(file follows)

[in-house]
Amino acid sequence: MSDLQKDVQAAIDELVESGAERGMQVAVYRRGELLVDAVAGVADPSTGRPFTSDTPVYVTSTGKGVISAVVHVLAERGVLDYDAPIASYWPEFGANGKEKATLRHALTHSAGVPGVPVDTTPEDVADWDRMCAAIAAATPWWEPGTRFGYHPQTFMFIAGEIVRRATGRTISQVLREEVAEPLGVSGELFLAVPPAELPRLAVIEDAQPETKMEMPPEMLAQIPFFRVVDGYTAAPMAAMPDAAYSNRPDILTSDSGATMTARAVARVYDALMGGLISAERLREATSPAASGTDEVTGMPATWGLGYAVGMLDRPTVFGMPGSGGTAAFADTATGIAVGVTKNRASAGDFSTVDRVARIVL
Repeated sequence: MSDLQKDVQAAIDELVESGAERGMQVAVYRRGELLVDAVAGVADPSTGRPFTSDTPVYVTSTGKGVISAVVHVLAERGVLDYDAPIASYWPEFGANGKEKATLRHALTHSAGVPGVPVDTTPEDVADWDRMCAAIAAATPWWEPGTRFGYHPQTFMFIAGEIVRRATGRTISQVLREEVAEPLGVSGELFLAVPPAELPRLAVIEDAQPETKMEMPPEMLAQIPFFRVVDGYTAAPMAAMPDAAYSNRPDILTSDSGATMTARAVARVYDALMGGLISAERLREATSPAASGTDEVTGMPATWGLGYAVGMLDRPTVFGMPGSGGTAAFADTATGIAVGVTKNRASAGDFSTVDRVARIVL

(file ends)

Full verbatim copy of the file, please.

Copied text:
[in-house]
Amino acid sequence: MSDLQKDVQAAIDELVESGAERGMQVAVYRRGELLVDAVAGVADPSTGRPFTSDTPVYVTSTGKGVISAVVHVLAERGVLDYDAPIASYWPEFGANGKEKATLRHALTHSAGVPGVPVDTTPEDVADWDRMCAAIAAATPWWEPGTRFGYHPQTFMFIAGEIVRRATGRTISQVLREEVAEPLGVSGELFLAVPPAELPRLAVIEDAQPETKMEMPPEMLAQIPFFRVVDGYTAAPMAAMPDAAYSNRPDILTSDSGATMTARAVARVYDALMGGLISAERLREATSPAASGTDEVTGMPATWGLGYAVGMLDRPTVFGMPGSGGTAAFADTATGIAVGVTKNRASAGDFSTVDRVARIVL
Repeated sequence: MSDLQKDVQAAIDELVESGAERGMQVAVYRRGELLVDAVAGVADPSTGRPFTSDTPVYVTSTGKGVISAVVHVLAERGVLDYDAPIASYWPEFGANGKEKATLRHALTHSAGVPGVPVDTTPEDVADWDRMCAAIAAATPWWEPGTRFGYHPQTFMFIAGEIVRRATGRTISQVLREEVAEPLGVSGELFLAVPPAELPRLAVIEDAQPETKMEMPPEMLAQIPFFRVVDGYTAAPMAAMPDAAYSNRPDILTSDSGATMTARAVARVYDALMGGLISAERLREATSPAASGTDEVTGMPATWGLGYAVGMLDRPTVFGMPGSGGTAAFADTATGIAVGVTKNRASAGDFSTVDRVARIVL